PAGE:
As the zenith era of Minuteman III continues to descend gradually, the Air Force is now scouring for a viable reentry vehicle for its contemporary successor.

The US Air Force issued a solicitation notice seeking the Next-Generation Reentry Vehicle (NGRV) for the future American Ground-Based Strategic Deterrent (GBSD) weapon system.

NGRV is that maneuverable part of the intercontinental ballistic missile (ICBM) that carries the payload—meaning the nuclear warhead—autonomously tracks ground targets, can shift trajectories during the flight phase, and “reenter” the atmosphere once the lethal projectile has been released.

Posting a request for information on Wednesday, the Department of Defense (DoD) is kicking off its market research and acquisition efforts, aiming to award contract/s for future reentry vehicles by fiscal 2026.

More information on the project is classified, but the service aimed to develop a new reentry vehicle with heightened “accuracy, lethality, and survivability.”

America’s Future Nuclear Defense

According to a primer published by the Congressional Research Service earlier this year, the LGM-35A Sentinel ICBM is slated to succeed the aging Minuteman III ICBM in the US nuclear force structure.

For more than 50 years, the Minuteman III served as the land-based leg of the United States’ strategic nuclear triad alongside submarine-launched ballistic missiles (SLBM) Trident D-5s and nuclear-capable B-52 and B-2 bomber planes.

Initiatives to start the next-generation ICBM program began in the 2010s, along with the modernization of the rest of the nuclear triad components. By 2020, the DoD awarded defense contractor giant Northrop Grumman a whopping $13.3 billion contract after Boeing withdrew the competitive bid.

A Northrop Grumman artist rendering the future Sentinel missile (Image source: Wikimedia Commons)

Northrop is presently collaborating with other prominent American aerospace firms to develop the nuclear weapon to deliver the GBSD to the Air Force by 2029. Subcontractors include Lockheed Martin, General Dynamics, Bechtel, Honeywell, Aerojet Rocketdyne, Parsons, and Textron, among many others.

Once received, the Sentinel ICBM will consequently replace all the Minuteman III stationed in North Dakota, Wyoming, Montana, Nebraska, and Colorado and maintain the system “on alert” until 2075.

The defense primer also indicated that the service intends to acquire around 642 missiles to support the testing and deploying of a 400-missile force. It seeks that the program will attain its initial operational capacity, with nine missiles on alert by 2029 ahead of the complete deployment in 2036.

Sentinel ICBM Program

The US has maintained a nuclear-armed ICBM since the late 1950s and has always been on alert, ready to launch at any given time to respond promptly even to unprecedented assaults from adversaries.

The current Minuteman III ICBM has been tested to reach a range of over 6,000 miles (5,000 nautical miles) from its hardened concrete silo bases located in the five states, as mentioned earlier. It can reach targets anywhere in the globe in roughly 30 minutes. That’s how powerful and lethal the American ICBM is.

On how it works, basically, during the first three minutes, three solid fuel rocket motors blast the missile’s flight—thrusting it toward its designated target through a curved trajectory. Shortly after passing its mid-course flight, the loaded nuclear warhead will then be released and, from there, continues the deadly journey until reaching its target. KABOOM!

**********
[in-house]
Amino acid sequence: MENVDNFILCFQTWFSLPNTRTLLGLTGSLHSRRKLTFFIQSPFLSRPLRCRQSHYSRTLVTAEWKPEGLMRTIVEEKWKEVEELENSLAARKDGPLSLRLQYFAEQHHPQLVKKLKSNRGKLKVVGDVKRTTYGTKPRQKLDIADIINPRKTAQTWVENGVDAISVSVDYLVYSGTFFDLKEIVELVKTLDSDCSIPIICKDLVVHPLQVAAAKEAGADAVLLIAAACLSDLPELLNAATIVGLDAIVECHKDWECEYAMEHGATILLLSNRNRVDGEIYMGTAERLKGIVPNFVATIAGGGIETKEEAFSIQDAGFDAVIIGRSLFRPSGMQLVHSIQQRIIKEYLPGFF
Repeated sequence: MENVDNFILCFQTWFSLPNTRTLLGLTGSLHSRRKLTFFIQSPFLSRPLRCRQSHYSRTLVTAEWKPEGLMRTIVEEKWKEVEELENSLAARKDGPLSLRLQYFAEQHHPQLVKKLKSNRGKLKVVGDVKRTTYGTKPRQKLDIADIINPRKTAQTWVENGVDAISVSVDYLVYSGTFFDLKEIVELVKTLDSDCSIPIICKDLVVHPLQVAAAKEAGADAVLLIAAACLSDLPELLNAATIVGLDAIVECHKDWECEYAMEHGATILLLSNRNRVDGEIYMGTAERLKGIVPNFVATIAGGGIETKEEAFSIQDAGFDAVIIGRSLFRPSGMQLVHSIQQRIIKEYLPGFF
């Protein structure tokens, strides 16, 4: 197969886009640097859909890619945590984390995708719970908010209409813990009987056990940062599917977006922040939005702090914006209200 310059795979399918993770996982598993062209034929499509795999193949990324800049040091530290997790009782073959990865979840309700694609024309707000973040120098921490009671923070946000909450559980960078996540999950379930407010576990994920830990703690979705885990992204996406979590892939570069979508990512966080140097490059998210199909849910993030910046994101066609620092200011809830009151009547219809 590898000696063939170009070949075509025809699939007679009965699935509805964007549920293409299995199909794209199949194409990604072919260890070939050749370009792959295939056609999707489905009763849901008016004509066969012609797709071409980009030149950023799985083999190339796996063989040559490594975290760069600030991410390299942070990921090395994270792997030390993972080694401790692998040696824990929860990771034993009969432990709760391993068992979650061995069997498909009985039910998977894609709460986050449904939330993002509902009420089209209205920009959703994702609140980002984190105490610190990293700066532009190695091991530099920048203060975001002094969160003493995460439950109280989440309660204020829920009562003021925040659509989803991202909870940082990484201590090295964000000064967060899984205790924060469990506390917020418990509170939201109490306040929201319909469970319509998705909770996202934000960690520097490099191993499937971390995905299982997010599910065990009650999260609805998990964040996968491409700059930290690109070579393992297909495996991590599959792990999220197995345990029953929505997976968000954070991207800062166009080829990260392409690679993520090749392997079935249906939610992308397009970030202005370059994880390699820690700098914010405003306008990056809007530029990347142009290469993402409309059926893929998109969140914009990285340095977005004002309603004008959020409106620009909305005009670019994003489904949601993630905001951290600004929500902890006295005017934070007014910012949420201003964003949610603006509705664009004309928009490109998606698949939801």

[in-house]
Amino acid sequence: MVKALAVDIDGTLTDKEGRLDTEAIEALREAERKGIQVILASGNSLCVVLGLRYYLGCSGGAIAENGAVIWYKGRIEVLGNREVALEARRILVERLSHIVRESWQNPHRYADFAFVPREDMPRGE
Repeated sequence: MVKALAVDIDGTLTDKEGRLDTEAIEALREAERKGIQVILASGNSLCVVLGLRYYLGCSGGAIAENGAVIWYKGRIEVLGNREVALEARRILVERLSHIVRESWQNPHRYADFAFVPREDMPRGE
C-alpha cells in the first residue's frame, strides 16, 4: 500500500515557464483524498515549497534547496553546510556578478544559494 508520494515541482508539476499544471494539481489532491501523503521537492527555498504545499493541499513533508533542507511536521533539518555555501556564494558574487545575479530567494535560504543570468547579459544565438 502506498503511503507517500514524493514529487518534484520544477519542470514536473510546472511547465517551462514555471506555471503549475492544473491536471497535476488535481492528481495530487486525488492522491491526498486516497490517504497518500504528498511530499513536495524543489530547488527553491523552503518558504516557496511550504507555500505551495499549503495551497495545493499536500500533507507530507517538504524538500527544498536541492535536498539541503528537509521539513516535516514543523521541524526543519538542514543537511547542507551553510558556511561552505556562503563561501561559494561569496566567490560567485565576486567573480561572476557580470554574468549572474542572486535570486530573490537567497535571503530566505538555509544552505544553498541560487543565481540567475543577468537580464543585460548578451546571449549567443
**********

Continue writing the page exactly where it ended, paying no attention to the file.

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Accordingly, the Sentinel ICBM program will include all the components of its predecessors but better versions, including the launch platform, flight vehicle, and the projectile itself. The recent solicitation notice is looking for a potential reentry vehicle.

Although the Air Force already had a separate suborbital reentry vehicle, the Mk21A, currently in development with Lockheed Martin, the service wants to expand its options further. The explosion incident during the July 2022 test launch likely prompted this.

The W87-1 nuclear warhead will be carried by the Mk21A, an enhanced variant of the lethal payload carried by the Minuteman III ICBM’s Mk21 reentry vehicle.

The future Sentinel ICBM is also expected to host the Mk21 and Mk21A in future operational deployment.

The next-generation GBSD initiative likewise aims to reduce the lifespan costs of each system, such as its overall design and open architecture, allowing for more efficient and flexible maintenance, repair, and future upgrades—possibly enabling the service to extend the initial life expectancy of the Sentinel ICBM beyond 2075.

Minuteman III ICBM Launch 2019
An unarmed Minuteman III ICBM lighting up the dark skies during an operational test at Vandenberg Air Force Base, California. (Image source: DVIDS)

In addition, the service is also looking into expanding the capability of the future ICBM to launch multiple warheads—two or three—as it attempts to address the evolving security environment. This would allow Washington to increase not just its defensive capacity but also ramp up its strike power, allowing the service to engage multiple targets using fewer missiles.

This is also why the maneuverability of its reentry vehicles is crucial, as this would allow a last-minute shift in trajectory even during its final flight phase—adding unpredictability and thus making it harder for adversaries to intercept.